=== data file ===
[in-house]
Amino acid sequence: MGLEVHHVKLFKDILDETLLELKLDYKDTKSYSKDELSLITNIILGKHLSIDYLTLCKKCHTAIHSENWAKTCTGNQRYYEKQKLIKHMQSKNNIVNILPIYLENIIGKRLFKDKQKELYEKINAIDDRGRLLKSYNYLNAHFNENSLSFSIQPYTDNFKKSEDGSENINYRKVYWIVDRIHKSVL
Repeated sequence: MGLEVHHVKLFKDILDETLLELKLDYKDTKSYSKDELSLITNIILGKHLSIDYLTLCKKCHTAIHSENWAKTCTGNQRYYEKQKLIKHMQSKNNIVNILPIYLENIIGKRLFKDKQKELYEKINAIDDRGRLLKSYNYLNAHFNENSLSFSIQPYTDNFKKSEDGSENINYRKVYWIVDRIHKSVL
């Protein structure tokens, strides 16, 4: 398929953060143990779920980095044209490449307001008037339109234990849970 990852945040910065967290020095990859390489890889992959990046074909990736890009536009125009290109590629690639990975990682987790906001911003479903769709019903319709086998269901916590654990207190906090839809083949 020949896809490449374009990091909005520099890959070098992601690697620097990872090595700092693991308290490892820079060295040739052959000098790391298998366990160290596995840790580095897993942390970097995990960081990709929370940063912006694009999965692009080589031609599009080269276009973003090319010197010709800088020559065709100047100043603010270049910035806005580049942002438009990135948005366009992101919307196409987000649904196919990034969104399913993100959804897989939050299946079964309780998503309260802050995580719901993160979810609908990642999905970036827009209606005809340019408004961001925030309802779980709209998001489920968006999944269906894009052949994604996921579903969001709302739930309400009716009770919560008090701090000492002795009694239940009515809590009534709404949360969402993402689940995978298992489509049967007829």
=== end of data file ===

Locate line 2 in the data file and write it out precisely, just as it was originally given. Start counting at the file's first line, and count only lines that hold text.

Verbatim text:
Amino acid sequence: MGLEVHHVKLFKDILDETLLELKLDYKDTKSYSKDELSLITNIILGKHLSIDYLTLCKKCHTAIHSENWAKTCTGNQRYYEKQKLIKHMQSKNNIVNILPIYLENIIGKRLFKDKQKELYEKINAIDDRGRLLKSYNYLNAHFNENSLSFSIQPYTDNFKKSEDGSENINYRKVYWIVDRIHKSVL